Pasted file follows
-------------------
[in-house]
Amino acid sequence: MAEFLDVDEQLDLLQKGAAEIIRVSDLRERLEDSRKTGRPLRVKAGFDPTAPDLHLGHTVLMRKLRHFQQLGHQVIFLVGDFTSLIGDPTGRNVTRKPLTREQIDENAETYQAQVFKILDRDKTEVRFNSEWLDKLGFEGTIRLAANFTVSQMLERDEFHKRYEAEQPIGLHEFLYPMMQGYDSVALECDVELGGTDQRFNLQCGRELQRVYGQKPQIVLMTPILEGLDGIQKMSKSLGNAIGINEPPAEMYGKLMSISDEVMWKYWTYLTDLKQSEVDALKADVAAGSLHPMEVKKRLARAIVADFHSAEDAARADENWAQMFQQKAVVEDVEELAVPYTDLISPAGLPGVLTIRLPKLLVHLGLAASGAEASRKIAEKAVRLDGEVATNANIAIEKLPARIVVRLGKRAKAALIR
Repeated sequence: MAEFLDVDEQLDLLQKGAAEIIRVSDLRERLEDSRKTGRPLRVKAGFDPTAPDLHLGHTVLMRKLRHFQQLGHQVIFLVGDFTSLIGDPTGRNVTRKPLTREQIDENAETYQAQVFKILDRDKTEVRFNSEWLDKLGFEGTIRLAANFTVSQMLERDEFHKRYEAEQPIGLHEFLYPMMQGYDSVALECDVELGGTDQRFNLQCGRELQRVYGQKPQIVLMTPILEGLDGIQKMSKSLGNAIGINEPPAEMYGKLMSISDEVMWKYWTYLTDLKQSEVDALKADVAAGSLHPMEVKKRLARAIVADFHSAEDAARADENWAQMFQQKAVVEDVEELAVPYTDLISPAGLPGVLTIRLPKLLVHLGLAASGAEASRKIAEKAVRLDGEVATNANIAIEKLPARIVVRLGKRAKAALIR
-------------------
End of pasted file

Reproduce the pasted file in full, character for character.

[in-house]
Amino acid sequence: MAEFLDVDEQLDLLQKGAAEIIRVSDLRERLEDSRKTGRPLRVKAGFDPTAPDLHLGHTVLMRKLRHFQQLGHQVIFLVGDFTSLIGDPTGRNVTRKPLTREQIDENAETYQAQVFKILDRDKTEVRFNSEWLDKLGFEGTIRLAANFTVSQMLERDEFHKRYEAEQPIGLHEFLYPMMQGYDSVALECDVELGGTDQRFNLQCGRELQRVYGQKPQIVLMTPILEGLDGIQKMSKSLGNAIGINEPPAEMYGKLMSISDEVMWKYWTYLTDLKQSEVDALKADVAAGSLHPMEVKKRLARAIVADFHSAEDAARADENWAQMFQQKAVVEDVEELAVPYTDLISPAGLPGVLTIRLPKLLVHLGLAASGAEASRKIAEKAVRLDGEVATNANIAIEKLPARIVVRLGKRAKAALIR
Repeated sequence: MAEFLDVDEQLDLLQKGAAEIIRVSDLRERLEDSRKTGRPLRVKAGFDPTAPDLHLGHTVLMRKLRHFQQLGHQVIFLVGDFTSLIGDPTGRNVTRKPLTREQIDENAETYQAQVFKILDRDKTEVRFNSEWLDKLGFEGTIRLAANFTVSQMLERDEFHKRYEAEQPIGLHEFLYPMMQGYDSVALECDVELGGTDQRFNLQCGRELQRVYGQKPQIVLMTPILEGLDGIQKMSKSLGNAIGINEPPAEMYGKLMSISDEVMWKYWTYLTDLKQSEVDALKADVAAGSLHPMEVKKRLARAIVADFHSAEDAARADENWAQMFQQKAVVEDVEELAVPYTDLISPAGLPGVLTIRLPKLLVHLGLAASGAEASRKIAEKAVRLDGEVATNANIAIEKLPARIVVRLGKRAKAALIR